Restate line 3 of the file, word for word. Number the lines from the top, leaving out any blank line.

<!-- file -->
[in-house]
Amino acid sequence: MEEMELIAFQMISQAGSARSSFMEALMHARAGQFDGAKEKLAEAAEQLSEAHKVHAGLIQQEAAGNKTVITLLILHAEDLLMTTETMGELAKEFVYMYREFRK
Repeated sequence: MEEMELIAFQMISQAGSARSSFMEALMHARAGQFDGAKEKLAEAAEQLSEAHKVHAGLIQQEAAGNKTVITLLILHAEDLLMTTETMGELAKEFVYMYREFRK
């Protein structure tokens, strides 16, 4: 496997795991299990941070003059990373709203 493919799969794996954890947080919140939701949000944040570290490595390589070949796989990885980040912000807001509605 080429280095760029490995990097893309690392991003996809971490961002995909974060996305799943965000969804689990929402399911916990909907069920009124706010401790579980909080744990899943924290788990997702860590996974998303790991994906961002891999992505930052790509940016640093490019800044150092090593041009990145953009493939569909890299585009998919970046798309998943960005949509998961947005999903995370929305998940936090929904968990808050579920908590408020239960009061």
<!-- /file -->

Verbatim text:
Repeated sequence: MEEMELIAFQMISQAGSARSSFMEALMHARAGQFDGAKEKLAEAAEQLSEAHKVHAGLIQQEAAGNKTVITLLILHAEDLLMTTETMGELAKEFVYMYREFRK